· These years during and after the First World War and leading up to the Depression were financially lean ones for many. Students will discover that the Carr family had to divide and sell much of their property at this time and that Emily had a house built wherein she could accept tenants as a source of income – this will enable students to describe the role of women in terms of social, political, and economic change in Canada.
· Students will evaluate the effects of the Great Depression on the industrialized world.
· After viewing the images of Carr’s pottery students will compare the use of materials, technologies and processes in 3-D art forms.
· Students will learn how Emily created pottery with First Nations themes to be sold across the country, and as this was not a traditional art form for BC’s Coastal First Nations students will see how Aboriginal art influences non-Aboriginal art.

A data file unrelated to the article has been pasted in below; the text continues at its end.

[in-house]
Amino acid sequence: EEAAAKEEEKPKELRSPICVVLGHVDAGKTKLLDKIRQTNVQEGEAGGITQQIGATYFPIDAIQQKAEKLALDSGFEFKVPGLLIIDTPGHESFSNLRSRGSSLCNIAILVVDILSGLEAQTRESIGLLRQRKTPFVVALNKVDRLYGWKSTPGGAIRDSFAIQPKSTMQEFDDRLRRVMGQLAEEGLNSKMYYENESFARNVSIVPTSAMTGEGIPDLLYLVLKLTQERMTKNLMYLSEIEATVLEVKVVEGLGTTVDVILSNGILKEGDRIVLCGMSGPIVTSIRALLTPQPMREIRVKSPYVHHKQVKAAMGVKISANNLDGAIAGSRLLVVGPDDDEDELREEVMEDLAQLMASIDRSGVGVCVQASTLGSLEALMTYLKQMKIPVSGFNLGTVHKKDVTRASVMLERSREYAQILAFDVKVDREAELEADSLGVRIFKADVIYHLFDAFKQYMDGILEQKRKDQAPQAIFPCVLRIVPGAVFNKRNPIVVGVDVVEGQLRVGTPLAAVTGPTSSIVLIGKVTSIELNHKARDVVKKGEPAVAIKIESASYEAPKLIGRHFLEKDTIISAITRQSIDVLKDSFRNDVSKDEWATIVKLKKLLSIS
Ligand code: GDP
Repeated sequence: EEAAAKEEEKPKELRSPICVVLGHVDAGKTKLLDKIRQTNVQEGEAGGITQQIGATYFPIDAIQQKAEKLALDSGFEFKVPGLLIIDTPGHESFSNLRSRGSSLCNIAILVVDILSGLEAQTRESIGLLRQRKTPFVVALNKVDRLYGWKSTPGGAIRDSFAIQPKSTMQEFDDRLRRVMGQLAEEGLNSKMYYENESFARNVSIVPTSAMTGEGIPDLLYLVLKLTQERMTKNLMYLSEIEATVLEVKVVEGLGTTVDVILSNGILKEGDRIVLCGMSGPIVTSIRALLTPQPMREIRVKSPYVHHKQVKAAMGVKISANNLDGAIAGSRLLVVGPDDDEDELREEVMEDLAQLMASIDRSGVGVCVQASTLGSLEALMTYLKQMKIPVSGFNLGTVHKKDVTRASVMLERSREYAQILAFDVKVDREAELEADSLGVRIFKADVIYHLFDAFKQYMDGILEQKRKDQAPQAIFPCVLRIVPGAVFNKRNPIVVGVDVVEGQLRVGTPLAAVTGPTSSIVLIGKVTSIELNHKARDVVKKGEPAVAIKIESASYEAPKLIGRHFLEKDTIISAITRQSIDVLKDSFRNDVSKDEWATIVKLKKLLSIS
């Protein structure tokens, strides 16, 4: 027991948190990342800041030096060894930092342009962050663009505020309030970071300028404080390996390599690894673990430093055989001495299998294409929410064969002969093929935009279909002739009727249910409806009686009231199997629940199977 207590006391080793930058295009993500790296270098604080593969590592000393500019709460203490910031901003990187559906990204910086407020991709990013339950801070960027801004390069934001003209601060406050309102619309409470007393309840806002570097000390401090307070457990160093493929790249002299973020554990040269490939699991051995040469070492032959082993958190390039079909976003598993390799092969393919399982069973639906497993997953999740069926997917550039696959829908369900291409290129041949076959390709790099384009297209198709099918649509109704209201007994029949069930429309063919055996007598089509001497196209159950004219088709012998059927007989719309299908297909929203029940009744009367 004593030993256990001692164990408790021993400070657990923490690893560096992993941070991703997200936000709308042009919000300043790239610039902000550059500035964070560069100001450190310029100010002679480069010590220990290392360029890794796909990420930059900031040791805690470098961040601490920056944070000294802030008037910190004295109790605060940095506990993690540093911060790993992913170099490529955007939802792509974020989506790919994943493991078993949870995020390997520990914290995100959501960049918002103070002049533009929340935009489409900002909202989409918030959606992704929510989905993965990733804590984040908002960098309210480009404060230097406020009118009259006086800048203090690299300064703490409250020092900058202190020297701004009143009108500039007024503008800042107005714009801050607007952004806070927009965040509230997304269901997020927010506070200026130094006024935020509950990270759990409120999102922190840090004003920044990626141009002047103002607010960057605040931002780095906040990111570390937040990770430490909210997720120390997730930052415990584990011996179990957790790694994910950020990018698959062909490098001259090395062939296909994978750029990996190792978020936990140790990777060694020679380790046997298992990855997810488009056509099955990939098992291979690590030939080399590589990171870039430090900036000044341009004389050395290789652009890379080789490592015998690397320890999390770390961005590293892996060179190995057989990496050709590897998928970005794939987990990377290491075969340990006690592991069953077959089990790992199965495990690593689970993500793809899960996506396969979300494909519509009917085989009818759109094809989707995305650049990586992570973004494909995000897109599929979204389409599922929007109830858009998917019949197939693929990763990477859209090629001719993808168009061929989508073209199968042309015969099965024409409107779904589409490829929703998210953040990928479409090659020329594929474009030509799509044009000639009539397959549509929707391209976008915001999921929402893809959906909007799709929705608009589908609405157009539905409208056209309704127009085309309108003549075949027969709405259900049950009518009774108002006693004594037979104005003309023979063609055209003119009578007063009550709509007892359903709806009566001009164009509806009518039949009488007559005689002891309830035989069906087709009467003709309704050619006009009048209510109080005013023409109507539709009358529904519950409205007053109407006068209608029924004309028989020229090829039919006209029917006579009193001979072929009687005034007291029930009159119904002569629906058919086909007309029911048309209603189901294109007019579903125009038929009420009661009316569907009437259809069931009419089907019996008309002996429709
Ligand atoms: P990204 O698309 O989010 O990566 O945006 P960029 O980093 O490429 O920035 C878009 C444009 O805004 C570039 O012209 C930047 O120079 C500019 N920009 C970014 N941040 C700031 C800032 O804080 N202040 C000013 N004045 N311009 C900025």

· Students will analyze the use of materials, technologies, and processes in selected Aboriginal art forms in BC. As well, students will demonstrate awareness and analyze issues related to Aboriginal art forms in BC.
· As painted pottery was not a traditional Aboriginal art form in BC, students will analyze the ethical and legal considerations associated with the design of images.
· Students will analyze and justify a position on the ethical factors affecting the production of 2-D and 3-D images.
· Students will consider why Aboriginal peoples are concerned about Cultural appropriation.
· This learning object will allow students to demonstrate their ability to use the Internet to access, capture, and store information.
· Students will use information technology tools to gather and organize information and produce documents.
· By interacting with this object students will demonstrate an awareness of the impact of electronic resources on education, careers, and recreation.